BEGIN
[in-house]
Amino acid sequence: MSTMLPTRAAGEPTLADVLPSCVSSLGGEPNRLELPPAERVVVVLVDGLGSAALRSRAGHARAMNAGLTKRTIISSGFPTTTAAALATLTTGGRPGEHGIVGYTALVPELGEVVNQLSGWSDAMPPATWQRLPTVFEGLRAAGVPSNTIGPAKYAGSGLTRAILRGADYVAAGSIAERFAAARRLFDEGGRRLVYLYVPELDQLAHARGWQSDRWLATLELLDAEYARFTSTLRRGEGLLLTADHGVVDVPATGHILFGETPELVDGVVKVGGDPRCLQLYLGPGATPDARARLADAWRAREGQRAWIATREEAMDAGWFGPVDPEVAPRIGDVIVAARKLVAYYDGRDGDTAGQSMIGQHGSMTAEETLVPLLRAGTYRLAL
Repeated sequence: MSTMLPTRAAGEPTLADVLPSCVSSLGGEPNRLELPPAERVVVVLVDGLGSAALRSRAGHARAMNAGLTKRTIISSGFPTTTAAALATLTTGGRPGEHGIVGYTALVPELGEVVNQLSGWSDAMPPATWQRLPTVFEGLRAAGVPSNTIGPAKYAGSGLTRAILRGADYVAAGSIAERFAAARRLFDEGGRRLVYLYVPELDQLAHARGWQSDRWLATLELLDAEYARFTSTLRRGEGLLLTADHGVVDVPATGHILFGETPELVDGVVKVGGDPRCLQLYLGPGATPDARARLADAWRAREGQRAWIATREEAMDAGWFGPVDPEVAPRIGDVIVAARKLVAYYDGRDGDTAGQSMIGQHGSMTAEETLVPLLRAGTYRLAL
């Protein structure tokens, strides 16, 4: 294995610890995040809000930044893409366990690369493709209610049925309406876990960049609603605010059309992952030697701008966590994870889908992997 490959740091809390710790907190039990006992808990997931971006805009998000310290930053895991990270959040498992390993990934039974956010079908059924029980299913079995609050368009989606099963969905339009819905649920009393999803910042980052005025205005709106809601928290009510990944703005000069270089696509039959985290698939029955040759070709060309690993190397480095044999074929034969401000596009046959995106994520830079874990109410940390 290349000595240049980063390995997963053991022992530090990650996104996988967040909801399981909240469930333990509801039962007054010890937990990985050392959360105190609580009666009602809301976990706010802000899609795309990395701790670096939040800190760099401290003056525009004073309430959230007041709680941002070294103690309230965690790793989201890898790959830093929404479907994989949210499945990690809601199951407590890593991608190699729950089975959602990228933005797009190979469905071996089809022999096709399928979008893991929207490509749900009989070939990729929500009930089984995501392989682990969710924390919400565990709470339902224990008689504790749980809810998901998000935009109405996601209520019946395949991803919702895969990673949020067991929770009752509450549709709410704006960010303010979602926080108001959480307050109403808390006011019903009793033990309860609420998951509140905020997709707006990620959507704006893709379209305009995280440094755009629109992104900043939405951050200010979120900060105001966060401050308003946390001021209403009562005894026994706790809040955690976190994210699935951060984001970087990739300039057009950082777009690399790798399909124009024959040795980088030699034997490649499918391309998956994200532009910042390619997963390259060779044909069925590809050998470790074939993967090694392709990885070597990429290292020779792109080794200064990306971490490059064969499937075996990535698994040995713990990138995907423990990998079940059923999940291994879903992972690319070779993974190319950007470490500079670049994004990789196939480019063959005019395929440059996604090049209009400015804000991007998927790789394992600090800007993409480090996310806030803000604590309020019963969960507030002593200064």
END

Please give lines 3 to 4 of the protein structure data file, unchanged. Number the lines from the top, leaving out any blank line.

Repeated sequence: MSTMLPTRAAGEPTLADVLPSCVSSLGGEPNRLELPPAERVVVVLVDGLGSAALRSRAGHARAMNAGLTKRTIISSGFPTTTAAALATLTTGGRPGEHGIVGYTALVPELGEVVNQLSGWSDAMPPATWQRLPTVFEGLRAAGVPSNTIGPAKYAGSGLTRAILRGADYVAAGSIAERFAAARRLFDEGGRRLVYLYVPELDQLAHARGWQSDRWLATLELLDAEYARFTSTLRRGEGLLLTADHGVVDVPATGHILFGETPELVDGVVKVGGDPRCLQLYLGPGATPDARARLADAWRAREGQRAWIATREEAMDAGWFGPVDPEVAPRIGDVIVAARKLVAYYDGRDGDTAGQSMIGQHGSMTAEETLVPLLRAGTYRLAL
């Protein structure tokens, strides 16, 4: 294995610890995040809000930044893409366990690369493709209610049925309406876990960049609603605010059309992952030697701008966590994870889908992997 490959740091809390710790907190039990006992808990997931971006805009998000310290930053895991990270959040498992390993990934039974956010079908059924029980299913079995609050368009989606099963969905339009819905649920009393999803910042980052005025205005709106809601928290009510990944703005000069270089696509039959985290698939029955040759070709060309690993190397480095044999074929034969401000596009046959995106994520830079874990109410940390 290349000595240049980063390995997963053991022992530090990650996104996988967040909801399981909240469930333990509801039962007054010890937990990985050392959360105190609580009666009602809301976990706010802000899609795309990395701790670096939040800190760099401290003056525009004073309430959230007041709680941002070294103690309230965690790793989201890898790959830093929404479907994989949210499945990690809601199951407590890593991608190699729950089975959602990228933005797009190979469905071996089809022999096709399928979008893991929207490509749900009989070939990729929500009930089984995501392989682990969710924390919400565990709470339902224990008689504790749980809810998901998000935009109405996601209520019946395949991803919702895969990673949020067991929770009752509450549709709410704006960010303010979602926080108001959480307050109403808390006011019903009793033990309860609420998951509140905020997709707006990620959507704006893709379209305009995280440094755009629109992104900043939405951050200010979120900060105001966060401050308003946390001021209403009562005894026994706790809040955690976190994210699935951060984001970087990739300039057009950082777009690399790798399909124009024959040795980088030699034997490649499918391309998956994200532009910042390619997963390259060779044909069925590809050998470790074939993967090694392709990885070597990429290292020779792109080794200064990306971490490059064969499937075996990535698994040995713990990138995907423990990998079940059923999940291994879903992972690319070779993974190319950007470490500079670049994004990789196939480019063959005019395929440059996604090049209009400015804000991007998927790789394992600090800007993409480090996310806030803000604590309020019963969960507030002593200064």